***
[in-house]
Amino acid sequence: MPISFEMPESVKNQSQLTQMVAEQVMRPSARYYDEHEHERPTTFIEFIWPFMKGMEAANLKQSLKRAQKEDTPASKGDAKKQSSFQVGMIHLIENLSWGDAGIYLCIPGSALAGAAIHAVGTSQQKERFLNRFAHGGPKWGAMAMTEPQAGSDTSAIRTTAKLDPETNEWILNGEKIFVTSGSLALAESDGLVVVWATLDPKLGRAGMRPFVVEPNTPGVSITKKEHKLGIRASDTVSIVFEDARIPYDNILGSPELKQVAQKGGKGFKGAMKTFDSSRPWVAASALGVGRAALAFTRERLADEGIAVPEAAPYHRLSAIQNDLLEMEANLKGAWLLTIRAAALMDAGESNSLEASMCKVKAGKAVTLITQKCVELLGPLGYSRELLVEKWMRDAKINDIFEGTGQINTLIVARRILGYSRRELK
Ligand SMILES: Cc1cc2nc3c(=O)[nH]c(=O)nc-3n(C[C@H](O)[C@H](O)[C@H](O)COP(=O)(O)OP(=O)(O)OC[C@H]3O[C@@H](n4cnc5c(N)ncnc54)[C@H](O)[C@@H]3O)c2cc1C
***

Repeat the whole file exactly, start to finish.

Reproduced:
[in-house]
Amino acid sequence: MPISFEMPESVKNQSQLTQMVAEQVMRPSARYYDEHEHERPTTFIEFIWPFMKGMEAANLKQSLKRAQKEDTPASKGDAKKQSSFQVGMIHLIENLSWGDAGIYLCIPGSALAGAAIHAVGTSQQKERFLNRFAHGGPKWGAMAMTEPQAGSDTSAIRTTAKLDPETNEWILNGEKIFVTSGSLALAESDGLVVVWATLDPKLGRAGMRPFVVEPNTPGVSITKKEHKLGIRASDTVSIVFEDARIPYDNILGSPELKQVAQKGGKGFKGAMKTFDSSRPWVAASALGVGRAALAFTRERLADEGIAVPEAAPYHRLSAIQNDLLEMEANLKGAWLLTIRAAALMDAGESNSLEASMCKVKAGKAVTLITQKCVELLGPLGYSRELLVEKWMRDAKINDIFEGTGQINTLIVARRILGYSRRELK
Ligand SMILES: Cc1cc2nc3c(=O)[nH]c(=O)nc-3n(C[C@H](O)[C@H](O)[C@H](O)COP(=O)(O)OP(=O)(O)OC[C@H]3O[C@@H](n4cnc5c(N)ncnc54)[C@H](O)[C@@H]3O)c2cc1C